Statewide clientele but with emphasis on the Front Range communities of Greenwood Village, Boulder, Aurora, Centennial, Lakewood, Englewood, Avada, Westminster, Broomfield, Thornton, Golden, Littleton, Castle Rock, Monument, Colorado Springs, Highlands Ranch, Aurora, Parker, Centennial and Pueblo as well as other cities throughout Arapahoe County, Boulder County, Douglas County, City & County of Denver, Elbert County and Jefferson County.
5 Facts to Know about Colorado Bankruptcy Exemptions (Pt. 1)
May 30, 2014
When filing for Chapter 7 bankruptcy, people can protect some of their assets from being liquidated to repay their creditors by taking advantage of Colorado bankruptcy exemptions. These exemptions can apply to various types of assets, with the specific value of the asset determining whether that property qualifies for exemption.
Here and in a second part of this blog to come, we will showcase some important facts that people who are filing for bankruptcy should know about bankruptcy exemptions. It’s important to point out that:
- The information discussed herein is general in nature.
- You are encouraged to consult with experienced Colorado Bankruptcy Attorney Jon B. Clarke for more specific information and advice regarding your case.
Fact 1: When filing for bankruptcy in Colorado, you must use the Colorado bankruptcy exemptions (and not federal bankruptcy exemptions).
When it comes to bankruptcy exemptions, there are federal bankruptcy exemptions and state bankruptcy exemptions. In some states, people have the choice between which exemptions they want to use in their bankruptcy case. However, this is not the case in Colorado, as the state’s bankruptcy laws specifically mandate that borrowers who are filing for Chapter 7 in the state have to use the Colorado bankruptcy exemptions.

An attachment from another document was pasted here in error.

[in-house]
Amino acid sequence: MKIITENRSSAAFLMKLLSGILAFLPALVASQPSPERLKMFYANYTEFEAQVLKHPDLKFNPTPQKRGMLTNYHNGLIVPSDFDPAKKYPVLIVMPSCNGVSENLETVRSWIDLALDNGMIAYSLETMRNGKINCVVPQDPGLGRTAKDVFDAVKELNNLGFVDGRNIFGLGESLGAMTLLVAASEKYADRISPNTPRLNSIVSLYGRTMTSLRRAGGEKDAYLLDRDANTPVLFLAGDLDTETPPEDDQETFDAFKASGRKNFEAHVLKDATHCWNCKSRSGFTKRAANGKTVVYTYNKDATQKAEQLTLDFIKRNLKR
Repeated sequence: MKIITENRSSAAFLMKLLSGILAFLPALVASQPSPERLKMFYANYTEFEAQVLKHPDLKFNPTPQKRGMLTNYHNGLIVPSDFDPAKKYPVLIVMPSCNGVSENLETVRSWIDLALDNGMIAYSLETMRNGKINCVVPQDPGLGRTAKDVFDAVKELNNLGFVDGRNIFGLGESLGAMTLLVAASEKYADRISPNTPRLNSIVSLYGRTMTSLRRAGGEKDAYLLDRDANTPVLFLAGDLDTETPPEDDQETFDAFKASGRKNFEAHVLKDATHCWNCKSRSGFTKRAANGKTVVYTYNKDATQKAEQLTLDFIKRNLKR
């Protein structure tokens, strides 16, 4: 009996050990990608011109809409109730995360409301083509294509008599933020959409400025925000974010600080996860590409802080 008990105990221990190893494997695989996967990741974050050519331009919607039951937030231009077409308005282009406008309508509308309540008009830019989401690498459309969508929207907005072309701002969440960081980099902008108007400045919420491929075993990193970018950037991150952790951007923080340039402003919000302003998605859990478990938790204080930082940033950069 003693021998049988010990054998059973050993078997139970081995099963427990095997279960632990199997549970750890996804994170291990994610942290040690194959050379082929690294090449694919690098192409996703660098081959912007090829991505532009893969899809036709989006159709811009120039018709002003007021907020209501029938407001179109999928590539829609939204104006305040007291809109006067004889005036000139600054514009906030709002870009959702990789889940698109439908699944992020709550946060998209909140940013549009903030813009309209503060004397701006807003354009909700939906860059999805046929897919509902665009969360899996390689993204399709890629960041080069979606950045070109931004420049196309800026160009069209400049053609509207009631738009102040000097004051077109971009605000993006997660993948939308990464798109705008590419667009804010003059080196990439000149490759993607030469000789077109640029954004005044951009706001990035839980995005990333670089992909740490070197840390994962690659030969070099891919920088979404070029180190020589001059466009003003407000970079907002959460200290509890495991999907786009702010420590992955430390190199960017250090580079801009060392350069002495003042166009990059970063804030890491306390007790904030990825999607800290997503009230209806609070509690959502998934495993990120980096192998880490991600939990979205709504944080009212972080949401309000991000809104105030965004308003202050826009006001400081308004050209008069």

Fact 2: Colorado bankruptcy exemptions may allow you to keep your house and car.
One of the most common questions that comes up when people are considering filing for Chapter 7 bankruptcy is whether they will lose their homes and cars during these proceedings. In short, it depends on the value of these assets, as Colorado bankruptcy exemptions will allow borrowers to keep their:
- Homes as long as they are valued at $60,000 or less (or $90,000 or less if the homeowner is disabled, is elderly and/or has a spouse/dependent who is disabled or older than 60 years old)
- Motor vehicles as long as their value is no more than $5,000 (or $10,000 if the individual is disabled, is elderly and/or has a spouse/dependent who is disabled or older than 60 years old).
When the value of these assets exceeds the specific exemption amount, these assets may be sold, and the borrower may be entitled to a portion of the proceeds from the sale (with the rest going to pay back creditors).
Be sure to look for the upcoming second part of this blog for some more important facts to know about Colorado bankruptcy exemptions.
Colorado Bankruptcy Lawyers at the Law Office of Jon B. Clarke, P.C.
If you are overwhelmed by seemingly insurmountable debt and are looking for a financial fresh start, contact the trusted Colorado debt relief and bankruptcy lawyers at the Law Office of Jon B. Clarke, P.C. For more than 35 years, Mr. Clarke and his diligent support staff have been successfully helping our clients resolve even the most complex bankruptcy cases for both individuals and businesses alike. Our experienced legal professionals are committed to providing each of our Clients with the personalized debt relief assistance they need, and we will work tirelessly to ensure that our Clients’ cases are resolved as favorably and efficiently as possible.
For a thorough assessment of your situation, along with expert advice regarding the best manner in which to move forward to unburden yourself from debt, call us at (866) 916-3950 or email us some details about your situation by clicking here.